Philippines game shows: Abuse or entertainment?
How far should TV shows be allowed to push the boundaries of taste to boost their ratings?
One game show in the Philippines has stepped over the line, and now stands accused of condoning child abuse.
Willing Willie was the type of programme that is popular the world over; members of the public - both adults and children - perform in front of the cameras, while the studio audience eggs them on.
But the show was taken off air in April after it featured a six-year-old boy simulating a striptease act.
The host, Willie Revillame, cajoled the child into completing the suggestive dance, despite the boy having tears streaming down his face. The audience seemed oblivious to his discomfort, laughing and cheering along with the host.
It later transpired that the boy's family - like the majority of audience members - were poor, and came on the game show because of the cash prizes on offer.
Human rights groups were quick to condemn the incident.
"This was a form of child abuse," says Magnolia Jacinto - a spokeswoman for Asia Against Child Trafficking. "The boy's human dignity wasn't respected - in fact it was violated."
Her organisation, several other campaign groups and the government's social welfare department have filed legal cases against Revillame and TV5, the network that broadcast Willing Willie.
Much loved host
Revillame issued a statement apologising to anyone who found the show offensive. But he is already back with a similar show called Will Time Bigtime.
And his legions of fans are standing by him. Queues of people still wait expectantly at TV5 before every show in the hope of joining the audience.
"I've been coming to see his programmes since he started 15 years ago. I try to go to every show I can," says Lourdes Bartolome, who describes herself as Revillame's biggest fan.
"I was really upset about what happened with that little boy. But it's not Willie's fault - other people are just blaming him because they're jealous of his success. He helps people - he helps the poor."
The hallmark of Revillame's shows is the large cash handouts given to participants, and people love him for it.
The money undoubtedly changes people's lives. Ms Bartolome won a cash prize in 2008, which she used to set up a vegetable business; and the little boy at the centre of the Willing Willie controversy was given 10,000 pesos (£140; $230) for his dance.
With a quarter of the Philippine population living on less than one dollar a day, it is not hard to see why people travel for hours to have a chance to be in the audience.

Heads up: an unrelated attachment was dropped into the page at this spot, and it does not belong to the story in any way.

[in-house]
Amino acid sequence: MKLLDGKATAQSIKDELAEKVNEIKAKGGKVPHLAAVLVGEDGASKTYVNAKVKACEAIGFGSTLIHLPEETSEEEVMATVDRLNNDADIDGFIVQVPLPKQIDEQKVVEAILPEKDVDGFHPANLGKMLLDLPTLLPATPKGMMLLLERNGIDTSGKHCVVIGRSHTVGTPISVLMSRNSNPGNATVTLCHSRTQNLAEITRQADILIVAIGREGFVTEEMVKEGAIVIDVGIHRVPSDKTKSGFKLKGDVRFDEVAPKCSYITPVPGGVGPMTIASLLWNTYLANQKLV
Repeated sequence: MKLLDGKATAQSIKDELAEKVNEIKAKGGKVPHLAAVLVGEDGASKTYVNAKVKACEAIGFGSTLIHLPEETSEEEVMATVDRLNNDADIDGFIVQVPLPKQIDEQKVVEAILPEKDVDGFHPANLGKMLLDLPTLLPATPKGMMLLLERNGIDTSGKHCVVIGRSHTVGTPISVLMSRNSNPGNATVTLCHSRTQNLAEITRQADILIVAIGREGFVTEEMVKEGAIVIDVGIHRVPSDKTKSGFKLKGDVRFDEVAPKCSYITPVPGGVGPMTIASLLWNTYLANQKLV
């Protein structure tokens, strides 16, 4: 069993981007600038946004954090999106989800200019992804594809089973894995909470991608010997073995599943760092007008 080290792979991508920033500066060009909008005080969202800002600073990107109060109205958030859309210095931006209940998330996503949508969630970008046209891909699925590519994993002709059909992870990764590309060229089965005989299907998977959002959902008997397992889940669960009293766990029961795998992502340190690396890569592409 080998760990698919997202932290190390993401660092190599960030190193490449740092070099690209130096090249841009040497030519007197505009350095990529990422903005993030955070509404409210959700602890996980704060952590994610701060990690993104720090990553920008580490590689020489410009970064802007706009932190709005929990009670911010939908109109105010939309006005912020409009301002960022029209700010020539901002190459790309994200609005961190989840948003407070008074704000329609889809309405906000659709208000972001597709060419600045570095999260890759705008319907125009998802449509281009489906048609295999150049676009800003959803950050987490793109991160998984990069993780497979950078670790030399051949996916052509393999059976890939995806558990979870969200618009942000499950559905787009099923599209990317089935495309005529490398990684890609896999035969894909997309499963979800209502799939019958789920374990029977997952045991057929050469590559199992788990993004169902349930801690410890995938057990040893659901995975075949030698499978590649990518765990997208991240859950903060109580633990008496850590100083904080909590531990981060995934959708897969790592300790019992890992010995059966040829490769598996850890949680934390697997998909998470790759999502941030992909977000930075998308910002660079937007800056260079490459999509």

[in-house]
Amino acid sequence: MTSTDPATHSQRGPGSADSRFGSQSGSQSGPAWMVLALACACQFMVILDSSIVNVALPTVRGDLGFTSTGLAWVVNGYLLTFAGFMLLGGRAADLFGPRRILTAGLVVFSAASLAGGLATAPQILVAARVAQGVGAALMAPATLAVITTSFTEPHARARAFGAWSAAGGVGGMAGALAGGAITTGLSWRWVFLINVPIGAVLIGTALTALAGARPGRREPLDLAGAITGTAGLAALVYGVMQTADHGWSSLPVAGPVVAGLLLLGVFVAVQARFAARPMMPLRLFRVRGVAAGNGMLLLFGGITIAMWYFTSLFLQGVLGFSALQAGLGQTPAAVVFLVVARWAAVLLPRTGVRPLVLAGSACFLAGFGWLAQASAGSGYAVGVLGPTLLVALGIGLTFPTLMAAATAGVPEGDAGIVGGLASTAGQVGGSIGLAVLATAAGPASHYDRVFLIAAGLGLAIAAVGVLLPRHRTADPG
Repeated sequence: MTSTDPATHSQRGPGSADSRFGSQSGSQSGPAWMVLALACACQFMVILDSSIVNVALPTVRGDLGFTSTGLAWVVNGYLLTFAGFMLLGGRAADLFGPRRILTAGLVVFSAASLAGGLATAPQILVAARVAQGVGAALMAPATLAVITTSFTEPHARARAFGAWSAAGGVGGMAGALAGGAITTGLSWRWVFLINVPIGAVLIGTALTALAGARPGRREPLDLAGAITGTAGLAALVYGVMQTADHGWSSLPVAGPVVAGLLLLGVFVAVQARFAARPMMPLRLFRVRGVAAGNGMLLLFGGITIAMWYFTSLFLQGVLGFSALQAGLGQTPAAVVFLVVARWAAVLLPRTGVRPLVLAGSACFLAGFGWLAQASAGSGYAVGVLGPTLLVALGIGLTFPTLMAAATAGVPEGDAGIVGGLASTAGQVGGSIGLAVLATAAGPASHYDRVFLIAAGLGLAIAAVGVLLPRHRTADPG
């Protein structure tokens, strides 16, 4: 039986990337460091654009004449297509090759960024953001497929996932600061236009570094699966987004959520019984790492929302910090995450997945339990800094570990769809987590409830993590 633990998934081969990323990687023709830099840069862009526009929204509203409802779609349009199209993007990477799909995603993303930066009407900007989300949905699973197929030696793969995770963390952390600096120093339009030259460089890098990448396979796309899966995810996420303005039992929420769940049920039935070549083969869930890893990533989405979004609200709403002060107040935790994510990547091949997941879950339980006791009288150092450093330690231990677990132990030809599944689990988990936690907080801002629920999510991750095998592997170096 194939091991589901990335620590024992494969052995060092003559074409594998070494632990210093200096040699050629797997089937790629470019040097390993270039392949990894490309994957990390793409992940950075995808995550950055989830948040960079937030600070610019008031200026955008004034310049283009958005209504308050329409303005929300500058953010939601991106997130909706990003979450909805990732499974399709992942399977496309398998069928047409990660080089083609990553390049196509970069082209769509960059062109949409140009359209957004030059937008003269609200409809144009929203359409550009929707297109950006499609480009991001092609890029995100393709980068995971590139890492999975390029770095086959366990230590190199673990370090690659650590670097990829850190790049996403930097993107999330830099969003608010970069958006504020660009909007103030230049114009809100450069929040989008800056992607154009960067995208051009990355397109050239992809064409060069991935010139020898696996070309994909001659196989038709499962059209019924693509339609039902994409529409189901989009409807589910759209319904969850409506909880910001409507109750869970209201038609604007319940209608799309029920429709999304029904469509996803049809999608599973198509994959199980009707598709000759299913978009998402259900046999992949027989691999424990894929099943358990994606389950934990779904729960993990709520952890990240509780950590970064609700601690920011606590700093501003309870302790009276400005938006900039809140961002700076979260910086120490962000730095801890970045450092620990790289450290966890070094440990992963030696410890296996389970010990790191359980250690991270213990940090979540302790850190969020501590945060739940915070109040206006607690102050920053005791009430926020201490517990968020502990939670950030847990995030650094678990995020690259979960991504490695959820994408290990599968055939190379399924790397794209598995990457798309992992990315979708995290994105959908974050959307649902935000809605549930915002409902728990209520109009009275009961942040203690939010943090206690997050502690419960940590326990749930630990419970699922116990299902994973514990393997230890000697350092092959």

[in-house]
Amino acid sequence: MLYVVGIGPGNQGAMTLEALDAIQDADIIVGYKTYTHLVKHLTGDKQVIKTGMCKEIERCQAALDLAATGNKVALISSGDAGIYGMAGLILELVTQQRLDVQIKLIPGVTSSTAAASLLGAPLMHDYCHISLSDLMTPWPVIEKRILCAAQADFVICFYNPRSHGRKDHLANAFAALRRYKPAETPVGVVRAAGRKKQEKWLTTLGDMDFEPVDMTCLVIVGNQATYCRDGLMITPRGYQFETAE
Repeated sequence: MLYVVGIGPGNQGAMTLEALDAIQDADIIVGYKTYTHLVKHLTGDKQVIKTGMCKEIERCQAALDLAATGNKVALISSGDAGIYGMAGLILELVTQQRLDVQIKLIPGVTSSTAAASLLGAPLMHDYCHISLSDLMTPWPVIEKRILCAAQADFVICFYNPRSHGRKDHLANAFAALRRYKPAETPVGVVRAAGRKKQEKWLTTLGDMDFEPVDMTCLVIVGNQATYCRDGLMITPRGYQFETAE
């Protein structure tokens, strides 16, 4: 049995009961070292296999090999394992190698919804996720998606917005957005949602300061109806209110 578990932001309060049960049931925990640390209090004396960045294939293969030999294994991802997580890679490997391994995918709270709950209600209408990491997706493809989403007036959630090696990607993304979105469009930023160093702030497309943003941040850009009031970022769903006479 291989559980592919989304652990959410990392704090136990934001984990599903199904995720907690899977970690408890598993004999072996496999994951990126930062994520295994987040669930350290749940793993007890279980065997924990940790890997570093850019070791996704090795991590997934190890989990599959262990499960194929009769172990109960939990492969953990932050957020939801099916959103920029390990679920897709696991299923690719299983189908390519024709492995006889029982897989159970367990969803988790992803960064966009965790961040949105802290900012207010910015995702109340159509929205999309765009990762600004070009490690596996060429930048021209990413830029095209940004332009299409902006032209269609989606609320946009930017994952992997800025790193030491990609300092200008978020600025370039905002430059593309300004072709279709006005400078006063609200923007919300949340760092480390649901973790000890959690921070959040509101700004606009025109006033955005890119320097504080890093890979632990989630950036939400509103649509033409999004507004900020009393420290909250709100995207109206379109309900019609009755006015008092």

'Panacea for the poor'
In 2006, before an anniversary episode of one of Willie's former programmes, Wowowee, tens of thousands of people arrived for the recording because contestants were promised that the prizes would be even bigger than usual.
Those on the outside of the queue started pushing to be let in, so the guards shut the gates to prevent a surge of people. A total of 74 would-be contestants were killed in the ensuing crush.
Ever since those deaths, there has been unease about the format of Philippine game shows.
But it has not stopped them becoming more and more popular. As well as Revillame's programmes, there are now many others with similar themes across the Philippine networks.
Are these programmes helping the poor, as Revillame and his fans maintain, or are they taking advantage of people's desperation?
Joey Reyes, a film director and critic, said these shows were seen as a panacea for the problems of the poor.
"They exploit the fact that people need a sense of hope," he says.
Not only that, contestants who recount the saddest personal stories are often the ones to win the most money, with the result that they "almost celebrate poverty", according to Mr Reyes.
Critics may not like these shows, but Philippine audiences love them. As is the case throughout the world, viewing figures for talent contests, game shows and other forms of TV that involve audience participation are far higher than for more educational offerings.
Every country is grappling with the extent to which television should be required to educate as well as entertain.
When severe poverty is added to the mix, and people will do virtually anything to get on a show to earn some money, finding the balance between entertainment and exploitation is just as important.